Can MDs and DVMs bridge the cultural divide?

Physician champions concept of 'zoobiquity'

Published: July 24, 2012
By Edie Lau

Photo by Joanna Brooks
Pointing to the many diseases that humans share in common with other animals, Barbara Natterson-Horowitz, M.D., advocates that physicians cross the culture gap in medicine to collaborate with and learn from veterinarians.
Editor’s note: From the New York Times to Fox News, the Daily Mail to The Daily Beast, the popular media is keen on the new book Zoobiquity. Co-authored by Barbara Natterson-Horowitz, M.D., a cardiologist at the University of California, Los Angeles (UCLA), and science writer Kathryn Bowers, Zoobiquity examines myriad diseases and disorders that afflict people and animals alike, laments the separation between human and veterinary medicine and urges closer collaboration between the disciplines.

To veterinarians, the concept of common ground in animal and human health isn’t new. Comparative medicine is an established field in veterinary education, and recent efforts to unite human and veterinary medicine have taken shape in an initiative called One Health.

But Natterson-Horowitz and Bowers deliver the science in a manner especially friendly to a general audience. They explore fainting, cancer, sexuality, getting high, heart attacks, weight gain, self-injury, eating disorders, sexually-transmitted diseases and adolescent risk-taking with a conversational “hey, didja know?” approach that has captured public attention.

In interviews with the VIN News Service by telephone and email, Natterson-Horowitz laid out the idea of a ‘“zoobiquitous” approach to medicine and reaction to the book so far. Here is an edited transcript.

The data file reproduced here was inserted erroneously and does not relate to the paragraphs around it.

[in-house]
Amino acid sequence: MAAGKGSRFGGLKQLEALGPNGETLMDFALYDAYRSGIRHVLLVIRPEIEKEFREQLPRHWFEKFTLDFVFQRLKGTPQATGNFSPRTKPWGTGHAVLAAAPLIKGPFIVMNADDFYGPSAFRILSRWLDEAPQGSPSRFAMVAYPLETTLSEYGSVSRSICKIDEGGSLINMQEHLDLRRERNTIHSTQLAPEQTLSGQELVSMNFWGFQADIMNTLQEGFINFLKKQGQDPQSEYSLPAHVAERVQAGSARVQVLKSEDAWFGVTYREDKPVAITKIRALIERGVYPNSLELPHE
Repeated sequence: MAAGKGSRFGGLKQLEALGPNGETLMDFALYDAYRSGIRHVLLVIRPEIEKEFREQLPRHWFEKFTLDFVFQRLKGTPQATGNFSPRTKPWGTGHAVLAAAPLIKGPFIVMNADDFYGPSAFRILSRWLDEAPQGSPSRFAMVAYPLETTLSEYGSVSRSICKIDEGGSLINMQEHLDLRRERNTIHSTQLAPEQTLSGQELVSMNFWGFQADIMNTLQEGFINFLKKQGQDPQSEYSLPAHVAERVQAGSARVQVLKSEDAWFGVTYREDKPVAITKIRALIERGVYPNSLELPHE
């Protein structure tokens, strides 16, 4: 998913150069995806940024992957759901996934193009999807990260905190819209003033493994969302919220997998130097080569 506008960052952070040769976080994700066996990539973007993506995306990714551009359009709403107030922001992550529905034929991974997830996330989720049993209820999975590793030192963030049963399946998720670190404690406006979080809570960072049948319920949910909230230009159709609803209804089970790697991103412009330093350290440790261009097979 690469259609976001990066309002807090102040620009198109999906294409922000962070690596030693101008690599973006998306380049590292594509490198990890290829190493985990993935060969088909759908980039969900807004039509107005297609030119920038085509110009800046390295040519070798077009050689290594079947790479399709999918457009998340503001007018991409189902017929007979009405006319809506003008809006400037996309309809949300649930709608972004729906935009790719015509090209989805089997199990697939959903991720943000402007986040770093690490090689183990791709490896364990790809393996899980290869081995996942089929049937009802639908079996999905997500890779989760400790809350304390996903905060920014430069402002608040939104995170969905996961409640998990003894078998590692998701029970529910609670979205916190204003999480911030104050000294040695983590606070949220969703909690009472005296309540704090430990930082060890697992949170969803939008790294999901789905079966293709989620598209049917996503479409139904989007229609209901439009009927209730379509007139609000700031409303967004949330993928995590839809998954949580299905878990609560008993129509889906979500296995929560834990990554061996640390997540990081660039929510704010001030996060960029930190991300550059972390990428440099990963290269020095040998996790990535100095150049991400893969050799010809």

Let’s start by reviewing the genesis of “zoobiquity," a term you and your co-author coined.

Answer: I was working at UCLA as a cardiologist seeing patients, teaching medical students and reading echocardiograms. And then I had the wonderful opportunity, as part of the zoo’s medical advisory board, to consult for the Los Angeles Zoo, to assist with cardiac imaging. While I was hanging out helping, listening to the veterinarians and watching them practice, I had an actual “aha” moment. I was exposed for the first time to a very familiar, almost parallel, universe that I knew almost nothing about. It was not just the practice of veterinary medicine, but the content. The diagnoses. 

I was excited about this and began quizzing my friends and colleagues in the cafeteria and on rounds. “Did you know that a rhinoceros could get leukemia?” Et cetera. None of my colleagues knew. They’re like, “You’re kidding.” And these are all smart people. This is a huge continent of ignorance for physicians. I became engrossed in an exploration of this gulf between physicians and veterinarians — its history, extent and scientific cost.

My co-author Kathryn Bowers was a part of this from the beginning. She really saw the broader perspective that, in general, it’s not good for one field to be contained and cut off from another. She pushed us to the broader implications.

Q: Why did the Los Angeles Zoo call a human cardiologist rather than a veterinary cardiologist?

A: They wanted to do cardiovascular exams on great apes using transesophageal echocardiography (TEE), a technique and procedure I have a great deal of experience with. Most of the help I have offered the zoo has been to perform TEEs and instruct the veterinarians there in doing them.

Q: Are you surprised by the attention the book has received in the popular press? What kind of response are you getting from general audiences?

A: In some ways yes, and in others, no. I think there’s a tremendous amount of interest in the connection between animals and humans. The attention (to Zoobiquity) speaks to the level of ignorance, frankly, on the part of physicians ... and also patients. Unless a dog or cat owner has had a pet with breast cancer or lymphoma or diabetes or seizures — or whatever the condition — they may not know (that animals naturally get these diseases).